Thursday’s Insider Trading is awash with news:

After the NHL set up what Gary Bettman called a trial balloon over having the draft in June before a potential resumption of the season, the response hasn’t been all that positive, as reported by Pierre LeBrun. One team, one that doesn’t need to personally care about draft order, is on side, though:

Shanahan was one of many NHL people out speaking to some of these issues on Thursday. There were some players quoted discussing the overall concept of a resumption of play in what looked like a coordinated media blitz.

The idea of resuming the season this summer is something anyone can sit down with a calendar and work out for themselves. I did that Thursday morning, and I didn’t start with the “pie in the sky” timing that Insider Trading reports some team and league sources are considering — a May 15 date (also reported by the New York Post). I started mine a whole month later with the idea that by June 14, players could converge on their “home sites” and beginning either an isolation period of two weeks, or a training camp combined with isolation depending on the rules in place at that time for sizes of gatherings and incoming travellers.

My plan had a full regular season using the NHL’s theorized four divisional locations. That would require a reset of the schedule of who plays whom, but the idea is to get everyone to 82 games played, not necessarily re-create the existing schedule. Of note, LeBrun says the NHL is currently considering 12 cities, and is actively vetting them to pick four locations from.

Once the regular season is done, the playoffs can happen in a revised format in the four locations and my guestimate, depending on format, was the Stanley Cup could be awarded sometime in early September. You can shorten this timeline by playing less regular season games, shorter playoff rounds, or having fewer days off.

The NHL’s concept — which is just that, and not a schedule they know they can pull off — sounds basically what I thought up. The 2020-2021 season would start close to on time, and there is enough days after the Cup is lifted in an empty arena to fit in all the free agency, player trades and RFA business needed.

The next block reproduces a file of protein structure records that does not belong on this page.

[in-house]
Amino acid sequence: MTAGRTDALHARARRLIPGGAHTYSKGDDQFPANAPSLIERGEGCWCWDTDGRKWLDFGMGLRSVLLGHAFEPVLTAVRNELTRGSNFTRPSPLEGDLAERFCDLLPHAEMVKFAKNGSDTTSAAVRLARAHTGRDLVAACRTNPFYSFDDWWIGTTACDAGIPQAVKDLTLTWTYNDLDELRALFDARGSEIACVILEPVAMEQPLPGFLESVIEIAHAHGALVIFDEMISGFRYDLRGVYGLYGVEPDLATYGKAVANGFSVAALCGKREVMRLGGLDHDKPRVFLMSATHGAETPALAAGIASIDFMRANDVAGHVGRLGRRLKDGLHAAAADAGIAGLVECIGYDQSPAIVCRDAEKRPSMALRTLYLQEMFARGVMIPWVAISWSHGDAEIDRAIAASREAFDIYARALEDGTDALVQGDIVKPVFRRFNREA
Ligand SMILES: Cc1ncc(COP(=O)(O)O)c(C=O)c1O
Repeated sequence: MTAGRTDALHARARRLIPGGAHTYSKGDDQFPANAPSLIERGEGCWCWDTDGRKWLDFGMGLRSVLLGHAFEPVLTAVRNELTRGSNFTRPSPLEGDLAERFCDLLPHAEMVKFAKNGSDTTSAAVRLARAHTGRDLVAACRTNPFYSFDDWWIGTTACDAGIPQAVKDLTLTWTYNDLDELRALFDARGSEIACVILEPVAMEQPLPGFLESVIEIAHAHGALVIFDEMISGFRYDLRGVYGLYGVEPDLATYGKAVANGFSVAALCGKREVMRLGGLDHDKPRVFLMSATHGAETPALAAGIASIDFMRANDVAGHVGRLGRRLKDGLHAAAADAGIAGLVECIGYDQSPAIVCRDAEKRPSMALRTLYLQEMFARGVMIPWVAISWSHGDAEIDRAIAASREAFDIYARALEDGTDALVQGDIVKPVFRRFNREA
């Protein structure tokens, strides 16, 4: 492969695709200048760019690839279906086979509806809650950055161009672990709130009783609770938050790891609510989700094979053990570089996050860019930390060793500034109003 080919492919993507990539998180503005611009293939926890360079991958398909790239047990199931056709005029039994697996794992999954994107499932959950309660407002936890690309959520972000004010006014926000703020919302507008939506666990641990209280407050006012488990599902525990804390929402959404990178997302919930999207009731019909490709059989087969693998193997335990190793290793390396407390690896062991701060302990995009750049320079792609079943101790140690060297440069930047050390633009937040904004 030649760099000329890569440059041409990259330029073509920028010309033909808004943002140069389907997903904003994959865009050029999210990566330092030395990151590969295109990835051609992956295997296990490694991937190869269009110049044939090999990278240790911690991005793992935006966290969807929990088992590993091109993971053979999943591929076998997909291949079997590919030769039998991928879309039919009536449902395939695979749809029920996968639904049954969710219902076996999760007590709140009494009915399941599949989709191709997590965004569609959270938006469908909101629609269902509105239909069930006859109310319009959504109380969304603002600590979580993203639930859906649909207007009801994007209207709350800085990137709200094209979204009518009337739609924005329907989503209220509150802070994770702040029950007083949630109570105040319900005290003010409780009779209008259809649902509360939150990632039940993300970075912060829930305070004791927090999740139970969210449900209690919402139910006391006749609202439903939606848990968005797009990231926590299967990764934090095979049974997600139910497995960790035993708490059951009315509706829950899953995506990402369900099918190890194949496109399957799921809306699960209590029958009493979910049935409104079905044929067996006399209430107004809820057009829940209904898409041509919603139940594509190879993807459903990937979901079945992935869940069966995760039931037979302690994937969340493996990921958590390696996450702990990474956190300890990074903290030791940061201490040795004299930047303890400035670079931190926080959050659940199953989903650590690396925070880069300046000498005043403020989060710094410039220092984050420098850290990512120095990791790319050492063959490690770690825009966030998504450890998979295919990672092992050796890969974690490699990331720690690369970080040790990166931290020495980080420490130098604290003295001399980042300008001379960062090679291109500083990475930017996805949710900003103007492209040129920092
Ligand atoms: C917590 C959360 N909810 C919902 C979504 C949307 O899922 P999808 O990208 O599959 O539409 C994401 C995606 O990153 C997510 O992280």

If it can be done safely, there’s time to do it.

But then what happens?

The word out of Germany today was that the Bundesliga will resume in early May if they get the final go-ahead from the government, but they are preparing to play in empty stadiums for a long time, perhaps into next year. Part of their motivation to play, even if they have to have no ticket sales, is that they have clubs facing insolvency. For a TV event like German football or the NHL, there is a financial motive to play if it’s safe. For ticket-driven leagues, the picture is more bleak.

As Bob McKenzie outlines, the CHL is considering a host of options, and has planned to have the Memorial Cup next year in June to allow for the OHL, WHL and QMJHL to start late, possibly as late as January. There is no bankroll to keep those teams going without ticket sales, and it’s not like they can cut player salaries to save money. Even for leagues where some teams have owners with deep pockets (the Toronto Marlies of the AHL, for example) the league as a whole hasn’t got enough money behind it to successfully play to empty rinks long term.

Approximately half of the AHL teams are independently owned, or owned in a partnership with NHL affiliates. While NHL teams want their prospects to play, the only way the NHL could go on if tickets can’t be sold is if the NHL collectively pays for it. They might. They could do it simply because most of the players are getting paid on NHL contracts anyway, so they might as well, but what about the ECHL? The NHL doesn’t need them, and the affiliated teams are not owned by the NHL teams. Most ECHL teams run on a budget that could see them insolvent as soon as the seasons tickets for next year don’t go on sale in a few weeks.

The professional minor-league sports model in North America is about to face a huge test, and some teams and entire leagues might not make it out the other side. Even the NHL and the wealthiest teams can’t float along forever with no revenue, and not all NHL teams are floating now. A TV-only NHL is ... well it’s like living on EI instead of your old salary. It beats the alternative, but it sure puts a crimp in your spending.

No one knows when the fans will return to sports stadiums. No one knows when the athletes will return to play to empty seats, but the NHL is trying very hard to be ready the second it becomes possible to try to resume the season. A lot of livelihoods depend on it, and a lot of lives depend on it being safe. What matters is that every member of the janitorial staff right up to Connor McDavid are all safe, paid and happy to do their jobs. If that can happen, then the show will go on on a date to be named later.